Progress - what life's all about?
Anne Kavanagh has been Chief Investment Officer (CIO) at PATRIZIA since April 2017. Born and raised in England, she accepts that people have mixed feelings about progress. When it comes to her own attitude towards change, Kavanagh is a self-declared optimist. That being said, she has a certain propensity to respect the traditional. This sounds like a healthy combination – and it is just one of the aspects of progress she told us about.
estatements magazine: Ms Kavanagh, what’s your personal under-standing of progress?
Anne Kavanagh: For me, progress is about movement, it can be a shift in attitude or mindset or a new invention — it is something that moves us forward and improves the existing situation.
estatements: Are you a pessimist when it comes to progress or are you in the optimist camp?
Kavanagh: I’m a thoroughly optimistic person. For me, the glass is usually half full, it’s just the way I am. And that’s why I’m curious and open when it comes to anything related to progress, so I’m more positive and excited than dismissive or perhaps even apprehensive. Just look at the amazing advancements that were made in the 20th and 21st centuries in areas like technology and medicine — my view about most examples of progress is that they’re extremely useful and make life easier. For example, women’s lives have been transformed in western societies by education and technological advances.
estatements: Do you think progress can make certain traditions obsolete?
Kavanagh: Not necessarily. Good things are enduring, as I’ve noticed time and time again — and they become a tradition. At home or work, our lives are full of rituals and traditions from the cradle to the grave — milestones such as a christening, weddings, graduation, anniversaries and death are respected in most cultures or societies. Of course traditions also move on, or evolve. For me that’s a healthy combination: the best things from yesterday merging in the present with the best of tomorrow.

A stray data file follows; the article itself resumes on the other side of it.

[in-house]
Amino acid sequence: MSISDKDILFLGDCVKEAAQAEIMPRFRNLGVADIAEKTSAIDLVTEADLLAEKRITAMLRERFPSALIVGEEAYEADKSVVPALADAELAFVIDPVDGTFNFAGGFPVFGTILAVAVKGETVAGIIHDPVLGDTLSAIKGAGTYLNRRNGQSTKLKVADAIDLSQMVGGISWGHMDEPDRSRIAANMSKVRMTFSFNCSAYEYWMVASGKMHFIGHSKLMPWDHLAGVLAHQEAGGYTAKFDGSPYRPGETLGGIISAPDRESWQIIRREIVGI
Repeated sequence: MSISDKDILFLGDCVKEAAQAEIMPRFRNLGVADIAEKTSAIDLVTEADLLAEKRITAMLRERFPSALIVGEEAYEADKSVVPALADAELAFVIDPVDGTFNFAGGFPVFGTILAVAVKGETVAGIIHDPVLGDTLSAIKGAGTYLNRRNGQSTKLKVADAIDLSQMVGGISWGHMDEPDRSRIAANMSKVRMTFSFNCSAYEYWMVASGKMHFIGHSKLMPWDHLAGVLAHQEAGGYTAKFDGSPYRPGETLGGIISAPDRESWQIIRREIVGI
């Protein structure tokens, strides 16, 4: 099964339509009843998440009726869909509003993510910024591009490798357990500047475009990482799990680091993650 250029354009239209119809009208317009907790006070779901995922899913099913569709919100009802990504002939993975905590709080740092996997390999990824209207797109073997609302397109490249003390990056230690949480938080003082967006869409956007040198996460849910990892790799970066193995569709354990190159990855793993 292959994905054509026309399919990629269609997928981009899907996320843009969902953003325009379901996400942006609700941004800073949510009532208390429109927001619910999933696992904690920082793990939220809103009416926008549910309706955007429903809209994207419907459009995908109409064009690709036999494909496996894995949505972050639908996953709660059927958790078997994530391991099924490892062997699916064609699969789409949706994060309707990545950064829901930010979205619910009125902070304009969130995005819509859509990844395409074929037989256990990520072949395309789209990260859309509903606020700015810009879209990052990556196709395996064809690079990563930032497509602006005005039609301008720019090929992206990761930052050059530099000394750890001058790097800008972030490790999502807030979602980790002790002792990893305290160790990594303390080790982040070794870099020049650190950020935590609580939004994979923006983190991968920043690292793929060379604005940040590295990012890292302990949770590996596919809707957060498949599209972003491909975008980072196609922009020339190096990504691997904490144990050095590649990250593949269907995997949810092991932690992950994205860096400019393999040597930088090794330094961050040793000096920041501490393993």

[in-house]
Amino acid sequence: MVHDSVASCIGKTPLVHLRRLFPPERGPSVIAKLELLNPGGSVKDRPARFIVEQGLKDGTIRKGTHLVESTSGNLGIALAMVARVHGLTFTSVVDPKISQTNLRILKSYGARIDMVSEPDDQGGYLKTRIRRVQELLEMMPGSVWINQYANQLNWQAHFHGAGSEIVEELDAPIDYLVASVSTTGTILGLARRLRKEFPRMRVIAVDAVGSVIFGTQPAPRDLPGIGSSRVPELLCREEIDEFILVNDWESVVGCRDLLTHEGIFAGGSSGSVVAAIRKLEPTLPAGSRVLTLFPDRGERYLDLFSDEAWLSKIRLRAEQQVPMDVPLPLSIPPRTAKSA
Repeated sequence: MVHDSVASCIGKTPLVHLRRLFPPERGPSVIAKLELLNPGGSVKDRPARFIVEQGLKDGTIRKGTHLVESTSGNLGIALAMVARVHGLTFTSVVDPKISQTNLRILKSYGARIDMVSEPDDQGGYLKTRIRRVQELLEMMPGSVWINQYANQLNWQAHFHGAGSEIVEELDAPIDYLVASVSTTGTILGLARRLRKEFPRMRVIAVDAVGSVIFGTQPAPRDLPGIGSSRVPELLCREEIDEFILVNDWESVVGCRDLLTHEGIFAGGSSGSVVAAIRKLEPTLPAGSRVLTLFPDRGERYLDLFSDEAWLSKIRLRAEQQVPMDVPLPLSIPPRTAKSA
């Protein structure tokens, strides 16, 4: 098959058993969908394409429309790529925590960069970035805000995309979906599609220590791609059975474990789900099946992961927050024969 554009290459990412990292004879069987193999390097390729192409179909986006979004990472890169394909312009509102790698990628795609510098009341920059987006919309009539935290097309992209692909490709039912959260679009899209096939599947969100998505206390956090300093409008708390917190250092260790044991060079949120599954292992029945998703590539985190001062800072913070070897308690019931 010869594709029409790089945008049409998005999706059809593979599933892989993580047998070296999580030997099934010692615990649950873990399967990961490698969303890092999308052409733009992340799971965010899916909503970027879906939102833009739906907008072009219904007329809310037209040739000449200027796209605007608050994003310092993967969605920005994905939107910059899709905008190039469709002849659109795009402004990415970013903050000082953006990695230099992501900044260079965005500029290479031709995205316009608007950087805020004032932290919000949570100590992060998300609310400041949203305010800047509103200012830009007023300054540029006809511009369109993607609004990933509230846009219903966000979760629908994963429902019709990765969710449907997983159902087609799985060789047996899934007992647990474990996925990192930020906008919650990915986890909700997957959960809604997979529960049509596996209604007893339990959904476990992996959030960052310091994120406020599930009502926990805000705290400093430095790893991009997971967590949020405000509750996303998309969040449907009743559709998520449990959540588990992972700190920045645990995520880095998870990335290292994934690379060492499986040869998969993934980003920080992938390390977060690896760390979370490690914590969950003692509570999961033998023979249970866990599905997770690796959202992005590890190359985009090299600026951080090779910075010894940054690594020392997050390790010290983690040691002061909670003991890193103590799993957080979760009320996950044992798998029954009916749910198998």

estatements: Do you have understanding for people who see things differently?
Kavanagh: Progress can really worry people or even instil fear — yes, I can relate to that. This morning I asked three people for their definition of progress and I received three different answers, one of which focused on fear of change. If you try to force change without effective communication and buy-in, it usually meets with resistance. It is helpful to have an awareness of the different reactions, adapt accordingly and try to empower people to embrace change within their own context.
estatements: What’s it like with progress and change in a company?
Kavanagh: Basically it’s pretty similar. Depending on the size of the company, there will always be people who welcome progress, but there will also be those who tend to be more reserved about change. What’s crucial is that managers are open to engage, listen to feedback, ideas and different approaches. It’s helpful if changes are communicated openly — and perhaps more importantly, managers should do this in a way that’s understandable, relevant to individuals and transparent.
estatements: That sounds so easy…